Monday, February 16, 2009

Preparing for a Phase-I trial: Curing Type-1 with Lettuce

I admit that the first time I read about this, I thought "But it's not April 1st!". And the second time, I thought it was a new way to produce insulin for treating diabetes, rather than a possible cure for type-1 diabetes. But I was wrong both times: this research is real and is aimed at a cure.

Basically, Dr Daniell (a researcher at the University of Central Florida) is teaching the body's immune system to stop attacking insulin producing cells. Here is a quote from a news article describing how it works:
In Dr. Daniell's method, the lettuce plant cells help the insulin reach the intestine. Once the plant cells get there, bacteria slowly break down the cell walls and gradually release insulin into the bloodstream. This creates an immune response in the body and teaches it to release its own insulin. "It is the same insulin that is injected, but here what we are doing is instead of injecting it in the blood system, we are presenting it to the immune cells and then asking the immune cells to see that this is your own protein," Dr. Daniell said. "What we have done is to teach the body how to cure this disorder. This is a totally new concept, a new platform to use this oral delivery system to fix this immune disorder."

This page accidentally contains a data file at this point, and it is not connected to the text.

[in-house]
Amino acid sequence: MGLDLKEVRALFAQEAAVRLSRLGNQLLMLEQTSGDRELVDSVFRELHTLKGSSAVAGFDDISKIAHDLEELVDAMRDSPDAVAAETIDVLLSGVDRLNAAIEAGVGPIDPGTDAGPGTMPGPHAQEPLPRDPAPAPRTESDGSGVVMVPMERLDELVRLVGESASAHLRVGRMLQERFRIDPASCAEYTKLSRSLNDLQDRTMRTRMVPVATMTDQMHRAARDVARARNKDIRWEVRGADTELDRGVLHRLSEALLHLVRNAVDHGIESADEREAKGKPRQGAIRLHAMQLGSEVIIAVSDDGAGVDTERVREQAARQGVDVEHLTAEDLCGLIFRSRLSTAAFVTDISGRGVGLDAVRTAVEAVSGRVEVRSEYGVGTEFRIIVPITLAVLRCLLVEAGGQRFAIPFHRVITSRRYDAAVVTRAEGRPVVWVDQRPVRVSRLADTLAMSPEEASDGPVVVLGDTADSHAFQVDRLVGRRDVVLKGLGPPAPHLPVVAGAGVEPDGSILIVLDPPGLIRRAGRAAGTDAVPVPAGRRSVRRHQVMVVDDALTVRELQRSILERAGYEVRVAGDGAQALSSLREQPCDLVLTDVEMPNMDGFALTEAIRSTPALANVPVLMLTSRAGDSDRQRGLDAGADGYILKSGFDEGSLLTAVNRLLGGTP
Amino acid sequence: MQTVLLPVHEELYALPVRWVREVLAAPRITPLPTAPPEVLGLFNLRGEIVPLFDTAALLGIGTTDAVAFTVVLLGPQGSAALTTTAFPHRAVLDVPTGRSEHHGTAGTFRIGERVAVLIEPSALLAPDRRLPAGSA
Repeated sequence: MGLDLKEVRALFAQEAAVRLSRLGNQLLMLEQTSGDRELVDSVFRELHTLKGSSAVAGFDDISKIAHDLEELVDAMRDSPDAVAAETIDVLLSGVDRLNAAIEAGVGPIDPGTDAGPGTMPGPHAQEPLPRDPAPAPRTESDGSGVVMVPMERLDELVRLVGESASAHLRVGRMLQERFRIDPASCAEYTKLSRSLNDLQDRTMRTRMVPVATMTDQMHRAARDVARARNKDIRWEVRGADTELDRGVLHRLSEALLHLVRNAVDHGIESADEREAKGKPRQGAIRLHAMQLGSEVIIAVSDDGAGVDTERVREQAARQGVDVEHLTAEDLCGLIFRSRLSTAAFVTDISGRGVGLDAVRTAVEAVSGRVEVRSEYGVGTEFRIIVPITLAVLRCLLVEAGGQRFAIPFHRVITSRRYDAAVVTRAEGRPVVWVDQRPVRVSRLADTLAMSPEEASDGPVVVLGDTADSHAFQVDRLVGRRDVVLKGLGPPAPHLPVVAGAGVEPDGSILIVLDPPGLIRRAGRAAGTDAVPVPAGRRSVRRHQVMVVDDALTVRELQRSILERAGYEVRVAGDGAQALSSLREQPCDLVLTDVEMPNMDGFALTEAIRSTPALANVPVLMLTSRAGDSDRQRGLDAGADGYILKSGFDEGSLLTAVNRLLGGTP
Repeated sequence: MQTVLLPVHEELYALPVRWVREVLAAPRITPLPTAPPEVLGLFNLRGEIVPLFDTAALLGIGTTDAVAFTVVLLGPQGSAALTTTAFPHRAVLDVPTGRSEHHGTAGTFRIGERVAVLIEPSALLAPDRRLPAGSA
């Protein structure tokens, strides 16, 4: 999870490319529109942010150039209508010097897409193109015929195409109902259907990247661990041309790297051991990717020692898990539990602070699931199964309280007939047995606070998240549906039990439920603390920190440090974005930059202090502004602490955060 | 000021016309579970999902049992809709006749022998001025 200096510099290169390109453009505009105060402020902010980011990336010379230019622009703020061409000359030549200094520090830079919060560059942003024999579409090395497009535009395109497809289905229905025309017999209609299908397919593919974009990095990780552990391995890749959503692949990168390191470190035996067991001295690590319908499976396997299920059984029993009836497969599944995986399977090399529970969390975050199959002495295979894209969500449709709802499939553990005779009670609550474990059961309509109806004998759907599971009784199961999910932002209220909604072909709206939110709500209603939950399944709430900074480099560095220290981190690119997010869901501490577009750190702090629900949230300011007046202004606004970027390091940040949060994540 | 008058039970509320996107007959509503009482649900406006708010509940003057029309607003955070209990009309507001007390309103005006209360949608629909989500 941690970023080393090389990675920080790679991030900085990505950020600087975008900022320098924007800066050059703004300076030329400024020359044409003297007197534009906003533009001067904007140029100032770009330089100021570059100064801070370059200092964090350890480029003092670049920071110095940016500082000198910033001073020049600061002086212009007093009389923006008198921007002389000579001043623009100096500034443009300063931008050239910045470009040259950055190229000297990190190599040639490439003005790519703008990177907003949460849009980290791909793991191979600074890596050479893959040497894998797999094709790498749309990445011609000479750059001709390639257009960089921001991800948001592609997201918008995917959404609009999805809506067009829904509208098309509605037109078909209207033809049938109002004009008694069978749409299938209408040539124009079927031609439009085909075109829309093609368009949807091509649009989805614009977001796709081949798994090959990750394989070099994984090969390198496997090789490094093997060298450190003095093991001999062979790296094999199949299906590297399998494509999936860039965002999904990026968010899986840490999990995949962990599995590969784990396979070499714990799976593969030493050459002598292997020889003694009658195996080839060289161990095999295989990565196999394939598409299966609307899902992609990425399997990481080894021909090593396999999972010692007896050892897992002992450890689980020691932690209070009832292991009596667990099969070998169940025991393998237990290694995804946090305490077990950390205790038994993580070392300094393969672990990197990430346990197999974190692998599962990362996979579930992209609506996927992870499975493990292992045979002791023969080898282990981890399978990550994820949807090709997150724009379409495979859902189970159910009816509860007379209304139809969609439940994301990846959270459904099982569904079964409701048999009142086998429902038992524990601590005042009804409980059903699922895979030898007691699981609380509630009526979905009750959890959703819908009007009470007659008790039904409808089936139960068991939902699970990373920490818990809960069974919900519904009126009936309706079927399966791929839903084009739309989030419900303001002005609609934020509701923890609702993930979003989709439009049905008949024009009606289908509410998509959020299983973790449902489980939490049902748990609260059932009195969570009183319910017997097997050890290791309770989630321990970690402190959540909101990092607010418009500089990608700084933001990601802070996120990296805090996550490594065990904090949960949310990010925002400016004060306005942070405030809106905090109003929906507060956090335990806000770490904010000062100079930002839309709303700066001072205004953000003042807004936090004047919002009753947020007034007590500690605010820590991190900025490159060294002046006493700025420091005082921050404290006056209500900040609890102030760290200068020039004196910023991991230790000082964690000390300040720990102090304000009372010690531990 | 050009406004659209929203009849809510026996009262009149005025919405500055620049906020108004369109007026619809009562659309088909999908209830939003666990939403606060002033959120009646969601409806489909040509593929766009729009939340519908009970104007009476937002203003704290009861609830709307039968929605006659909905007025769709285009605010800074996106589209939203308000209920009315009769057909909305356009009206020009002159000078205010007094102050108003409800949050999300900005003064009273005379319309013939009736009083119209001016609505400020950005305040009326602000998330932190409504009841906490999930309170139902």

Because Dr. Daniell expects to start testing on people in the next year, I will add this research to the "Preparing for Phase-I Trials" part of my web page. However, here is a blog entry which I did not write, but which pretty much summarizes my opinion of this research right now:

Pay particular attention to the part where Amy points out that giving insulin to mice prevents them from getting type-1 diabetes, but that this same trick doesn't work for people. I'm sure that's why Dr. Daniell is having so much trouble raising the $20 million that he needs.

Here are some news articles covering the research:,0,3036816.story

I will get excited about this research when it works for the first time on people. This is the kind of thing where mice research doesn't prove much.

Joshua Levy

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